No smoking signs have been posted around Oahu parks, beaches and bus stops. It is in preparation for the ban, which takes effect Jan. 1, 2014.

“This is about the health of the people of Oahu,” says Mayor Kirk Caldwell in a release. “These smoking bands are intended to allow our keiki, residents and visitors to enjoy our beaches and parks without being exposed to cancer-causing second-hand smoke, or to ride TheBus without being exposed.”

I completely agree, Mr. Caldwell! There’s nothing more disgusting than walking right through a puff of smoke or sitting on the beach – only to inhale someone’s second-hand filth. It bothers me because I suffer from asthma, but even if I didn’t have asthma, I’d prefer not inhale carcinogens.

The law is fair because it sets boundaries that both smokers and non-smokers can agree upon. Obviously, we all breathe the same air, which is why it is nice that this ban confines that smoke-filled air to certain areas. It provides everyone with options and rights – whether a smoker or not.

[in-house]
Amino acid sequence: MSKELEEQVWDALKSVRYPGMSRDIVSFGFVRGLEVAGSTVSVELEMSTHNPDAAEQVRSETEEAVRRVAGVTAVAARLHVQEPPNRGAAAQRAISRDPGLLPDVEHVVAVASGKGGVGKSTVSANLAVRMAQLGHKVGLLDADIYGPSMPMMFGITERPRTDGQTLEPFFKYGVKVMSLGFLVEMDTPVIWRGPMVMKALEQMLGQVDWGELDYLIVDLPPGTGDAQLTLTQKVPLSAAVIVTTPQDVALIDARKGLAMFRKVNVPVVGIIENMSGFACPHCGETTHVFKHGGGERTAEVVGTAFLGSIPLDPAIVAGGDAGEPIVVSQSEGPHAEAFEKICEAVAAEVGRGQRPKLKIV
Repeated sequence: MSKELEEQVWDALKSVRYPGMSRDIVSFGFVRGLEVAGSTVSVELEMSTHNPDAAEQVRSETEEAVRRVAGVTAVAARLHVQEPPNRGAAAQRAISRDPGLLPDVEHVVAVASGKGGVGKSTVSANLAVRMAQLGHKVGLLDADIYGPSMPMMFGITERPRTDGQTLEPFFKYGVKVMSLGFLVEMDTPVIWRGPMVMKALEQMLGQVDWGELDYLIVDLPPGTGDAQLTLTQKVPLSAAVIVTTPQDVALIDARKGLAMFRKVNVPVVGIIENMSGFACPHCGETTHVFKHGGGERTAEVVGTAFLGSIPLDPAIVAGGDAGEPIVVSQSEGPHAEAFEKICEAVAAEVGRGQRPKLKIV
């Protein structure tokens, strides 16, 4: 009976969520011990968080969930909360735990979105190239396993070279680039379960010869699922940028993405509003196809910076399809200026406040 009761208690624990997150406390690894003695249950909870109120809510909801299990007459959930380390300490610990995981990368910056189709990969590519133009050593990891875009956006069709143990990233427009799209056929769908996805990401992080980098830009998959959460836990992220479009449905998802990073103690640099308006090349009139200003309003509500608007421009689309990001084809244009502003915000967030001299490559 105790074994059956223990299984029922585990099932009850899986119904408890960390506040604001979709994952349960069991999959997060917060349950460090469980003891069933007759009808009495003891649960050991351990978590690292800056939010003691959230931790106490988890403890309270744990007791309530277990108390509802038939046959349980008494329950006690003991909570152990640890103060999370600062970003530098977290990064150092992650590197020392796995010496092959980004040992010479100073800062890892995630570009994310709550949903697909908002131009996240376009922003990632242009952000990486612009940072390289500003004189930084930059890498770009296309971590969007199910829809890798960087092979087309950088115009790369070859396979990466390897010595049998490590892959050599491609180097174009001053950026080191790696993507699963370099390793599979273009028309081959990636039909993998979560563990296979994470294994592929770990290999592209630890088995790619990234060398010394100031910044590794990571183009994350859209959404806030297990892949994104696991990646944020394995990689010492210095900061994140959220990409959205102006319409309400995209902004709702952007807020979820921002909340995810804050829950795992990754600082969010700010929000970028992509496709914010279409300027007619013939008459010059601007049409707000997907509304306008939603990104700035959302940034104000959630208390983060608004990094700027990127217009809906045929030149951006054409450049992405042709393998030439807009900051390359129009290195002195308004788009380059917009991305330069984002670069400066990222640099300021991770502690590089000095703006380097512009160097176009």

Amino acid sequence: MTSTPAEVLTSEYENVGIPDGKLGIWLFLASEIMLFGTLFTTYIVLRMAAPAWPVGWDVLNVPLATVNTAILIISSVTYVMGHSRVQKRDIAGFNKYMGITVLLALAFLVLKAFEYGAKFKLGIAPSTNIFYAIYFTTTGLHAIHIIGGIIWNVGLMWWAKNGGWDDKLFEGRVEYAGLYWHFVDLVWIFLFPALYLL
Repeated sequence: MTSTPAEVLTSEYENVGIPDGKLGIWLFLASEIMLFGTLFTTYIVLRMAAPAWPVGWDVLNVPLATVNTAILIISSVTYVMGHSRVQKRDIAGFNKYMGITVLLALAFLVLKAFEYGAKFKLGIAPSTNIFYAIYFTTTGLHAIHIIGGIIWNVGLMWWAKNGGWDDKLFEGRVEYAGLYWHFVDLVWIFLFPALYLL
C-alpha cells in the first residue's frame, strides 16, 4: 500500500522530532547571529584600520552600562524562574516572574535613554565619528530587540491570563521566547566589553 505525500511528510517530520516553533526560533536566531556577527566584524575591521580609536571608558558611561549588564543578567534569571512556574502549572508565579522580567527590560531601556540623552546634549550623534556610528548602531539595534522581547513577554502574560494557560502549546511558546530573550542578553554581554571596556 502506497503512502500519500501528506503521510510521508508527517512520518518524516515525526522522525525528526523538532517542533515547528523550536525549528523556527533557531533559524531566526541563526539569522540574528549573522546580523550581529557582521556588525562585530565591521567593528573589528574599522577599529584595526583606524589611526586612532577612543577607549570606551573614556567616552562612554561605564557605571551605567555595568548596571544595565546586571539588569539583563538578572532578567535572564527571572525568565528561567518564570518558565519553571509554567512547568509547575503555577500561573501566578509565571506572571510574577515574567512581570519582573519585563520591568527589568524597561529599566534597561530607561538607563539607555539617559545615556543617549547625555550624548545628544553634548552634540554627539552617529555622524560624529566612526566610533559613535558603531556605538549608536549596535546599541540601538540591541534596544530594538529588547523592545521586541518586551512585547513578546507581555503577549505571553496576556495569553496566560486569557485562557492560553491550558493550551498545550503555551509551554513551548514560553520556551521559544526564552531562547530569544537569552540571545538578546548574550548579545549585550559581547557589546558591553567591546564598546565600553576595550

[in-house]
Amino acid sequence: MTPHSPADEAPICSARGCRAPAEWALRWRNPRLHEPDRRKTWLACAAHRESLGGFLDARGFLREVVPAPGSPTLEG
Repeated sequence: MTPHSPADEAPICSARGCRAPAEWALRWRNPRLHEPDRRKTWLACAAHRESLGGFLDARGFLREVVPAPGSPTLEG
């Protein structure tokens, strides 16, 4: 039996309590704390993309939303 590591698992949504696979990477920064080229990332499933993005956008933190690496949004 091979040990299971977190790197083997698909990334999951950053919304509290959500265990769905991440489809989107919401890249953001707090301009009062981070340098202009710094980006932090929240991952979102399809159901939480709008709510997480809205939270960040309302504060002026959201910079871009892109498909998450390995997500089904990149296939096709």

The ban applies within 20 feet of any bus stop sign or any bus shelter. However, the law does not apply to golf courses. Penalties range from a $100 fine for the first violation to $500 for three or more violations.


  1. Even though I am a smoker I am glad Hawaii has a no-smoking ban on beaches. I have found a wonderful way to curb my craving for a cigarette. I use Nicassure. This product allowed me to tolerate a 7 hour flight to Hawaii without a cigarette craving. I found it at

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